The first thing to say is that the 2001 document is part of a long chain of texts produced by the central magisterium – papal and curial – between the late 1980s until the first decade of the new century. All these documents are united by one characteristic: they are the fruit of fear. They are a reaction to the trust and confidence that the Second Vatican Council had introduced into the Church of the 1960s and 1970s, overcoming the anti-modern trauma that had paralyzed the Church for more than a century. Now we move back to the old mistrust and suspicion. They brought back the nineteenth-century frame of mind. In this particular case, it is the mistrust and suspicion of modern languages and modern cultures. The authority to translate them has been taken away, and keeping in line requires a method of translation from Latin that yields a result that is, one can say without exaggeration, comic: If you follow the rules laid down, the resulting text is incomprehensible; but if you want a text that is understandable, you have to violate the rules. This is the experience of all the national episcopal conferences for the past 15 years. It is happening widely. The events related to the Missal translation into English, German, French, and Italian are just the best known examples.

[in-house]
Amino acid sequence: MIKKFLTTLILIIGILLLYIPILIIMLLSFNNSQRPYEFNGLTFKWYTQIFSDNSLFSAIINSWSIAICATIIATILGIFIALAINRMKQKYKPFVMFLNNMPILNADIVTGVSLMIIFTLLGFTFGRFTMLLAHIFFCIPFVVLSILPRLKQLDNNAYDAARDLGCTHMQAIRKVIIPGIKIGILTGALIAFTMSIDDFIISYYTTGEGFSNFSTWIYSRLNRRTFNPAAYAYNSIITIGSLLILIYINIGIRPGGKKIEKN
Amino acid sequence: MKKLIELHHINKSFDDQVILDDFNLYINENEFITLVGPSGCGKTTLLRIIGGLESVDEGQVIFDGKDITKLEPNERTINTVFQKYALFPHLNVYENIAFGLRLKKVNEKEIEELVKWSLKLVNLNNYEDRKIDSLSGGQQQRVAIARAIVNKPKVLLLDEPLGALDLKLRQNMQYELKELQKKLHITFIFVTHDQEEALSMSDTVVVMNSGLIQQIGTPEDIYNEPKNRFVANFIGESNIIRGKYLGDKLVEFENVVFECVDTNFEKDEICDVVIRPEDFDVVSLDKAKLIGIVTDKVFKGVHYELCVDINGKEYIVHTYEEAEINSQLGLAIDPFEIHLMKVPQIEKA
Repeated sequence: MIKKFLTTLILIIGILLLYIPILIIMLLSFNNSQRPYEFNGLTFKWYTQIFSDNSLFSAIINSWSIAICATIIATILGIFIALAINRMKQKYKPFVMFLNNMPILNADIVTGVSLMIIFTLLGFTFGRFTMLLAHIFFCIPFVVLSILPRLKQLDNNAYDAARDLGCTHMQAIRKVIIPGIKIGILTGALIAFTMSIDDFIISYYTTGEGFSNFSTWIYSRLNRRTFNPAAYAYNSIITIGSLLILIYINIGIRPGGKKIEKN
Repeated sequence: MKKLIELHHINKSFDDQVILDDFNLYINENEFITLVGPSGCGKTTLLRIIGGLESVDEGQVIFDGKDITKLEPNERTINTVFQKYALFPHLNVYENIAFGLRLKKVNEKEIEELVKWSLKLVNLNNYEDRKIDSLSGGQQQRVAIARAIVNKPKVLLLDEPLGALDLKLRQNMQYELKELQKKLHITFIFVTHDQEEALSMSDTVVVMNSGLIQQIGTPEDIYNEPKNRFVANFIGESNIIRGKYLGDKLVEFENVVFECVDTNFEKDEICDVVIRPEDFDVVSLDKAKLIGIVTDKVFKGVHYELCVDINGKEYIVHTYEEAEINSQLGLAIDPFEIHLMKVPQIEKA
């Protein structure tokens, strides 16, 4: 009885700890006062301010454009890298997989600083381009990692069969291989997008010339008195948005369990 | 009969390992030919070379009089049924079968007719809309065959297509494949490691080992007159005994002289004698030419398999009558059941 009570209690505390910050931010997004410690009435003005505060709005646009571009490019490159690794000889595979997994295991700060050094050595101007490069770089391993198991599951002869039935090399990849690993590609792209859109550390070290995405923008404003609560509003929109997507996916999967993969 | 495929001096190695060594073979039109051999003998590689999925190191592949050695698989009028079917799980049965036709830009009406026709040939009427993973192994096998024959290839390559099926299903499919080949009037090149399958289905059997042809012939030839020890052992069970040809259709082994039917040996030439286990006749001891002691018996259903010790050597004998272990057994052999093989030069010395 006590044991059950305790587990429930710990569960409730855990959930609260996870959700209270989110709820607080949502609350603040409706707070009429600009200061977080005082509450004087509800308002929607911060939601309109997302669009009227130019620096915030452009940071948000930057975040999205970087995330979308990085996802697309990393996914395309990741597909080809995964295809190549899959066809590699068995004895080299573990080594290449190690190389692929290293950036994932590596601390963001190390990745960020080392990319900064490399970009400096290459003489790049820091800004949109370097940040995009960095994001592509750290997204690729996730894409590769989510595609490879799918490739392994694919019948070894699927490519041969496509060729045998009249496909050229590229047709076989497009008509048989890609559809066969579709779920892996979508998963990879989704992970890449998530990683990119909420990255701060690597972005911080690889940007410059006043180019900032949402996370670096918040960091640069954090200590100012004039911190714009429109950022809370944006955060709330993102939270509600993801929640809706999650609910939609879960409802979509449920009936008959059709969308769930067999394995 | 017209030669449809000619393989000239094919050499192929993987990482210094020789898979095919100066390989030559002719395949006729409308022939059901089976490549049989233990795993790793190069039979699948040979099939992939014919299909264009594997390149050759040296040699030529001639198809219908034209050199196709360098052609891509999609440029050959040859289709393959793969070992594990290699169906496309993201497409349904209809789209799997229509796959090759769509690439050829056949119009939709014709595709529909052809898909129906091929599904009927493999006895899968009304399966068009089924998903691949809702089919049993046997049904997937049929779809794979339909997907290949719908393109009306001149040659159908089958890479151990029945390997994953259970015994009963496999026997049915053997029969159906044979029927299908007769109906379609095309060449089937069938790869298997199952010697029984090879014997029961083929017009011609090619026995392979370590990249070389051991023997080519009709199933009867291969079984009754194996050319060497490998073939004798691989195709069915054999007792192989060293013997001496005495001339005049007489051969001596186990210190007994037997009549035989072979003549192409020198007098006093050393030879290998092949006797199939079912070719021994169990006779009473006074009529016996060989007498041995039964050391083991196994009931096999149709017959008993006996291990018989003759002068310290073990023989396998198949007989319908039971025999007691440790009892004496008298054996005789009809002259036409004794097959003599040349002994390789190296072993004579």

How is it possible that a “Church in missionary outreach” [the reference is to Pope Francis’s frequent call for a “Chiesa in uscita”] is now so preoccupied with textual fidelity to Latin?
The issue is that Latin became the symbol of an untouchable and mummified tradition. Latin is made the focus of attention in order to avoid dealing with reality. But one must recognize that Latin, the language in which the Church expressed itself for 1500 years, is neither the Church’s original language nor the one in use today. The Latin language is no longer alive, because it is no longer spoken by children. Dante understood this 700 years ago. This doesn’t mean we can be ignorant of Latin. But it does not justify the reactionary illusions of those who want us to “start from the Latin.” Today you have to be able to start from French, English, Italian…